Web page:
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Energy giants that pushed for a controversial interstate natural gas pipeline through Nash County have pulled the plug on the project.
Duke Energy and Dominion Energy announced the Atlantic Coast Pipeline’s cancellation Sunday. Representatives cited rising costs and endless delays.
Nash County farmer Marvin Winstead joined the fight against the ACP when he discovered the pipeline would traverse his property.
Winstead, who has a lawsuit pending against the pipeline, said Sunday he’s pleased with the announcement.
“A David and Goliath reference is appropriate,” Winstead said. “We used that comparison early on in the meetings about the project.”
Winstead added Monday that for the last six years, people throughout eastern North Carolina and across Virginia worked in groups and with regional and national environmental organizations to stop the project.
“Legal challenges in the courts caused the companies to lose nine certificates or permits,” Winstead said. “As of yesterday, only one permit had been cleared by the U.S. Supreme Court. The Blue Ridge Environmental Defense League assisted me and other landowners with the costs of the eminent domain lawsuits that were ongoing at the time of the announcement of the cancellation of the project.”
Winstead said he’s very appreciative of the support.
The capitulation to local property owners, grassroots groups and environmental advocates comes as somewhat of a surprise given a recent victory by Duke and Dominion.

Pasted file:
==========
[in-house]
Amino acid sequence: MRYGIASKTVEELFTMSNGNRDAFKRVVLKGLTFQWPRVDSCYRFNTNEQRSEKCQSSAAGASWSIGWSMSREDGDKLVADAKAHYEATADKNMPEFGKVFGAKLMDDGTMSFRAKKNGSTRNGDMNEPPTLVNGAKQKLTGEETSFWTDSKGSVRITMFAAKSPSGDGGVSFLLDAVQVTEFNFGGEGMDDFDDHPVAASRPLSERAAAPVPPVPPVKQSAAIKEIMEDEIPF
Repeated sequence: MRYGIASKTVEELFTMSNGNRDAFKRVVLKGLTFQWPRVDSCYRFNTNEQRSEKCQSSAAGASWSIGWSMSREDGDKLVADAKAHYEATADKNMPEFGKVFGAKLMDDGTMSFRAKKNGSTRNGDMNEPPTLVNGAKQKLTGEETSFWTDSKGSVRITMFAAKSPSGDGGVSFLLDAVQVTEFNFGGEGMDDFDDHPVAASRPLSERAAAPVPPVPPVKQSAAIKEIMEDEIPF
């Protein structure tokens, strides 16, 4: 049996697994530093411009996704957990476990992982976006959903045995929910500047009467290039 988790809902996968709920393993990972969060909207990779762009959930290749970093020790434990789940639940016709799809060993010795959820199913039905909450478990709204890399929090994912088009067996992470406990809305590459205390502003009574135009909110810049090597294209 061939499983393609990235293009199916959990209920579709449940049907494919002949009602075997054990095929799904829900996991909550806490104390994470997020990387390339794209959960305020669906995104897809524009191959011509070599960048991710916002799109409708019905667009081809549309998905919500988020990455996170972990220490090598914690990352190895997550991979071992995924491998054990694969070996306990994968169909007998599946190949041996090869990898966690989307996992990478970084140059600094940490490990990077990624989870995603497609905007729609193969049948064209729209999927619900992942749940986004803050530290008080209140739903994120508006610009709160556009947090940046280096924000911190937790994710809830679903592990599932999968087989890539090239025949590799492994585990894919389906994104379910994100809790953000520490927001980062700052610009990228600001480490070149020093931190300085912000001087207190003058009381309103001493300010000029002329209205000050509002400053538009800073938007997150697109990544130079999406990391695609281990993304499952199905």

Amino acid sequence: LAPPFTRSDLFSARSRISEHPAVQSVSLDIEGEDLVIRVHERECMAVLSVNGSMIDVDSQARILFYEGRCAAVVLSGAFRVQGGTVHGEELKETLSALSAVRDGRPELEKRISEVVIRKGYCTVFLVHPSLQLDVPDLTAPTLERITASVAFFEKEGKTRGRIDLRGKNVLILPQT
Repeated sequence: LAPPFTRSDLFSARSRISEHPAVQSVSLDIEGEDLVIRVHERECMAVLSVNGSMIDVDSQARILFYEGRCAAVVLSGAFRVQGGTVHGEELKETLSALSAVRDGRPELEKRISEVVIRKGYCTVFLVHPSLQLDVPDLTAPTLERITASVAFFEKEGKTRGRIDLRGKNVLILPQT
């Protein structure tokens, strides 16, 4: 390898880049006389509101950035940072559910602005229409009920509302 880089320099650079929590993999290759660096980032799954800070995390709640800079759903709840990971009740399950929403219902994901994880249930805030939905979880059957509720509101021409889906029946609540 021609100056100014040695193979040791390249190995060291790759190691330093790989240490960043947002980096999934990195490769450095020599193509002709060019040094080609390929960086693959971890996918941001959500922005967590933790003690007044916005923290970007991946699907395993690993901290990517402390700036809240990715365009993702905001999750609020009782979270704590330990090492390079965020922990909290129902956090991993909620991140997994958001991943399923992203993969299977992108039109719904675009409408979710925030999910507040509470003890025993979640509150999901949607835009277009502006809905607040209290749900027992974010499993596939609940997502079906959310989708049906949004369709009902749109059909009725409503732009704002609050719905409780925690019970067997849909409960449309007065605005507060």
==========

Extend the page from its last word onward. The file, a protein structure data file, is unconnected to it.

Pipeline builders won a battle in the ongoing legal war over the pipeline when the U.S. Supreme Court ruled 7-2 in June that the ACP could be built across the Appalachian Trail.
However, the ruling appears to have come too late to save the project as several other lawsuits and permitting fights lay ahead.
Then there’s the project’s cost, which ballooned from $4.5 billion to $8 billion, according to a joint press release from Thomas F. Farrell II of Dominion Energy and Lynn J. Good of Duke Energy — presidents and CEOs of their respective companies.
“We regret that we will be unable to complete the Atlantic Coast Pipeline,” Farrell and Good said in the joint statement. “For almost six years, we have worked diligently and invested billions of dollars to complete the project and deliver the much-needed infrastructure to our customers and communities.”
Proponents of the pipeline said it would attract industry to the area and be a boon to local economies.
Winstead said the pipeline would have been worse than pollution from more than 14 million vehicles on the highway or 20 coal-fired power plants, with the companies passing the $8 billion cost on to electric ratepayers.
“The collective work of informed individuals and organizations helped to stop an unneeded, dirty and dangerous project from harming people, the region and the environment,” Winstead said.
Initially announced in 2014, the now-dead pipeline would have carried natural gas 600 miles from West Virginia to North Carolina.